I recently heard a new metaphor for the gene. Although this phrase was coined by a physicist*, I think it’s an interesting one. The concept of ‘The Eager Gene’ comes from Andrew Steane, Professor of Physics at Oxford University, in his book Faithful to Science (see previous blog).
Steane writes that “Genes are, of course, inanimate molecules, having no eagerness or moral capacity, but their behaviour is a bit like that of young children before they reach moral maturity: they eagerly assert themselves, saying, ‘Me, me, me’.”
The analogy Steane uses for his gene’s eye view of the world is a scene in the animation Shrek where the character ‘donkey’ (with a voiceover provided by comedian Eddie Murphy) hears that someone is looking for a volunteer. Before he finds out what he is letting himself in for, donkey starts bouncing around to get himself into view, shouting “Pick me! Pick me!” Murphy’s character is incredibly annoying but also hilarious at the same time, perhaps because we as adults have simply found subtler ways of doing exactly the same thing.
From the point of view of an individual gene, if it helps its host organism in some way – if it does something that enables it to have more offspring, and more of those offspring survive to have offspring – then the gene itself also survives in the bodies of many organisms. So like donkey, if the gene is ‘volunteering’ to do something that it can actually do in a useful way, it will flourish alongside its host. It will ‘go forth and multiply’.
The eager gene captures a basic concept in molecular biology, and provides a helpful contrast to the selfish gene metaphor that we hear so much about. Beyond this simple scenario, however, we need to use a different metaphor.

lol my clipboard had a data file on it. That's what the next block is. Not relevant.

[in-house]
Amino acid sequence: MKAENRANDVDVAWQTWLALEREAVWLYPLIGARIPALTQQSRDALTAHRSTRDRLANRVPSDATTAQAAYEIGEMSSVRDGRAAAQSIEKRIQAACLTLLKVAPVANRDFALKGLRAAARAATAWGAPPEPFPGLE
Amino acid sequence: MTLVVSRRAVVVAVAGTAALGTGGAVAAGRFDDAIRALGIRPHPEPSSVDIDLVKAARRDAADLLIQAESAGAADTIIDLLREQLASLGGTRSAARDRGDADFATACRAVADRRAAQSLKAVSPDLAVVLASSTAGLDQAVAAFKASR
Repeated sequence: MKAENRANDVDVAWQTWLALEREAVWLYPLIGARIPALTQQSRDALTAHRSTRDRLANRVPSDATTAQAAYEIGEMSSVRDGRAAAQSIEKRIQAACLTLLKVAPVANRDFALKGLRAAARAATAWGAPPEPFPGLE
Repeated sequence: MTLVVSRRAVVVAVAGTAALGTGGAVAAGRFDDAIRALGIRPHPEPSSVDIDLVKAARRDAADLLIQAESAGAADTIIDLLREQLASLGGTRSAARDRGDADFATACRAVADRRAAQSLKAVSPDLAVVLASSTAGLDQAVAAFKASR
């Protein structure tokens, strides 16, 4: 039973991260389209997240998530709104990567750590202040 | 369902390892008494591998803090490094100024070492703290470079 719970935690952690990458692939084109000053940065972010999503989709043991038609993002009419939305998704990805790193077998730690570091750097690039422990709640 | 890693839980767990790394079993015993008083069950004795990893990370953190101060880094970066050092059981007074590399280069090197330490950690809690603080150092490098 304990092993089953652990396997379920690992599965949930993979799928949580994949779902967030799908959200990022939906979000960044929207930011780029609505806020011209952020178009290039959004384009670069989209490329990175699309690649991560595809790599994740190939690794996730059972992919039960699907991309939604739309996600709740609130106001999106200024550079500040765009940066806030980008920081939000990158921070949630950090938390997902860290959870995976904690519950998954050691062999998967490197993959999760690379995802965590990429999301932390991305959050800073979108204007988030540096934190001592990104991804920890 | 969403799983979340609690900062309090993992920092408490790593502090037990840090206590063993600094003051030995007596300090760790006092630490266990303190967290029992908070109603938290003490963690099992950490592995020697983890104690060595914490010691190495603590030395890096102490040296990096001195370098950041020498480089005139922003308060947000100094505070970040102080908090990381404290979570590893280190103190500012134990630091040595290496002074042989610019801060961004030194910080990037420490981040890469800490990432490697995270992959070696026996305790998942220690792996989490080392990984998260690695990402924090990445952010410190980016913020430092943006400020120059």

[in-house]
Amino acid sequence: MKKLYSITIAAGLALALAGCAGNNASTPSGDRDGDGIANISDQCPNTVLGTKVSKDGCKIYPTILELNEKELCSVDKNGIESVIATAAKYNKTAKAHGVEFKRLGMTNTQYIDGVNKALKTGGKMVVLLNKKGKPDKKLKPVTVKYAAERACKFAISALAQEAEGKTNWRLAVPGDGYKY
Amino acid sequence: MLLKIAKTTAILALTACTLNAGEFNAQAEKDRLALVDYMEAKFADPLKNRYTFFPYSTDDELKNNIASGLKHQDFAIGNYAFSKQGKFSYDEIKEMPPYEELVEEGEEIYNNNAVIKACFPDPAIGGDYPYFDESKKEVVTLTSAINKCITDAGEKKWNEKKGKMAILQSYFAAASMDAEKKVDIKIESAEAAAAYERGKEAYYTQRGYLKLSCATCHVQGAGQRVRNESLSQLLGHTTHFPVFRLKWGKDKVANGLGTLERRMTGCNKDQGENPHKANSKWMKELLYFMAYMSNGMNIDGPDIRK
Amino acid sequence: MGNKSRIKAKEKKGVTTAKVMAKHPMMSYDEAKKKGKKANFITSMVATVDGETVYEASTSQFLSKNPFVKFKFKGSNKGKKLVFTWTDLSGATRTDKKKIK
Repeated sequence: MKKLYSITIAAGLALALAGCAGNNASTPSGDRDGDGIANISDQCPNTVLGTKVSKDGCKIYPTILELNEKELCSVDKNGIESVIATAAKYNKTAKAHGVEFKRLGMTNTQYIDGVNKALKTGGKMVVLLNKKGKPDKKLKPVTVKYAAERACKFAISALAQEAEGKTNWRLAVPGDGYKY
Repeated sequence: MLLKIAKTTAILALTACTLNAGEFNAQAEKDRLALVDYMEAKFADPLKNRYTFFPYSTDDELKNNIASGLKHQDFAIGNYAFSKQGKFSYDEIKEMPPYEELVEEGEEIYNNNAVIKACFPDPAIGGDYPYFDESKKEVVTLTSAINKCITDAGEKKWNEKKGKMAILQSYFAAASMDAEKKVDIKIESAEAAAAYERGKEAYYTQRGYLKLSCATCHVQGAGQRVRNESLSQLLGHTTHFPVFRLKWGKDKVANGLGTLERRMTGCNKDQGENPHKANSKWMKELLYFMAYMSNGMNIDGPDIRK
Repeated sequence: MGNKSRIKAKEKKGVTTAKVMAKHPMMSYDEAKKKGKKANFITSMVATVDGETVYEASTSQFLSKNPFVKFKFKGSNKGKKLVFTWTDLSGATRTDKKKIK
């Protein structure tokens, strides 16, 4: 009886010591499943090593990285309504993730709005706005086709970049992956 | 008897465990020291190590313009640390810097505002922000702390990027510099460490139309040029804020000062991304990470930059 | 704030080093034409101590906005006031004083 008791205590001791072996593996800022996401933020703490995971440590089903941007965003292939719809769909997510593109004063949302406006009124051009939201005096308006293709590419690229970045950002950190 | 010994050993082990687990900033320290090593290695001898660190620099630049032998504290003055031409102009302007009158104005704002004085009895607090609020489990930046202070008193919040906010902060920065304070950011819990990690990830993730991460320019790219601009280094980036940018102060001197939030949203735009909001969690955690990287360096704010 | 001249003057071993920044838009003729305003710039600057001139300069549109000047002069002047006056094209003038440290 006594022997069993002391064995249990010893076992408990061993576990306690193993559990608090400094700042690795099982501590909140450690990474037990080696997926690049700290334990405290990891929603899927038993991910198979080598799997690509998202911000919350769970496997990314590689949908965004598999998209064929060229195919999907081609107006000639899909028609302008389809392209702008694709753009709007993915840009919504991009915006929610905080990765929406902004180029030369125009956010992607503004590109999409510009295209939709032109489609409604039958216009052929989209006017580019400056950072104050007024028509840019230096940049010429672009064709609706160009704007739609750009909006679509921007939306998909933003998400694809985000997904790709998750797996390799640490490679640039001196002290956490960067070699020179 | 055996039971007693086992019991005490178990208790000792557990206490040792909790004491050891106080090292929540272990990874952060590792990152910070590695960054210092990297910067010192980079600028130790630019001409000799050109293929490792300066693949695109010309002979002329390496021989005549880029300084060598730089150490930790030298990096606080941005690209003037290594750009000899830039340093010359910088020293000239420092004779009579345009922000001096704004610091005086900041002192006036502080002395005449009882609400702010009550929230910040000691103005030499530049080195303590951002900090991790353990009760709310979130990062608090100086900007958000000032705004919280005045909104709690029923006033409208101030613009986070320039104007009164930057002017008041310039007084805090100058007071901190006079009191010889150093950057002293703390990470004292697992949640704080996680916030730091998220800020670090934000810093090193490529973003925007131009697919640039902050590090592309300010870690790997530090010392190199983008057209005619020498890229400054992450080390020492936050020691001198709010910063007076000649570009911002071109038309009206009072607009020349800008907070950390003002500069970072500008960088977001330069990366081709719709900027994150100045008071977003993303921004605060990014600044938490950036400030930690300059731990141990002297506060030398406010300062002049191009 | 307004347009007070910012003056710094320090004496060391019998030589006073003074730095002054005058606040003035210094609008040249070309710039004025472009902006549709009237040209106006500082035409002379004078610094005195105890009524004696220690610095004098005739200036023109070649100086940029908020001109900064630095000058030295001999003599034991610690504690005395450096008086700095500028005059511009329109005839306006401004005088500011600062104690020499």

Genes do not act alone, so the analogy of the eager gene breaks down once you get into the details of cell biology. The concept of discrete genes is also rather out-dated. Genes are part of a complex web of overlapping interactions, working together in a specific environment to make an organism grow and develop. As Steane has said, they are like the different instruments in an orchestra. Some are silent much of the time, while others hammer, blow or scrape away. All are listening and responding to each other as they follow their individual parts of the whole score.
So perhaps as well as the eager gene, we could talk about the symphony of the genes? In his book The Music of Life, another Oxford professor Denis Noble expands on this metaphor, explaining how the essential processes of life extend way beyond the genome.
The eager gene metaphor, as Steane points out, misses out another important part of the picture. Chunks of DNA can never be moral agents. Neither are we controlled by our genes. Where less sentient animals may be more at the mercy of the symphony of their genes, we can make moral choices. In other words, human beings can, on the whole, decide whether or not they want to have offspring, and how many.
Does that make each one of us the conductor of our own symphony? Far from it! I can no more control the activity of all my genes than I can control the traffic on the roads of Cambridge. What I do with my body and what I feed it affects many of my genes, but the detailed processes going on in my cells are more automatic than breathing. I cannot decide how the score should be interpreted, tell off the oboes for coming in on the wrong cue, or send the second violins off to practise the part they can’t play. Perhaps that makes me the arts council that pays the orchestra and helps to determine what musical direction it takes, but I feel that metaphor is too odd to be useful.
So I will stick with the eager gene and the symphony for now, and am grateful that the orchestra is smart enough not to need a conductor – there are enough tasks on my to do list already.
* I guess I’m just jealous that a biologist didn’t get there first!
Faithful to Science (OUP) – pages 65 & 193
The Eager Gene, post on Steane’s blog at grievingturtle/com
Faithful to Science: The role of science in religion, Faraday Seminar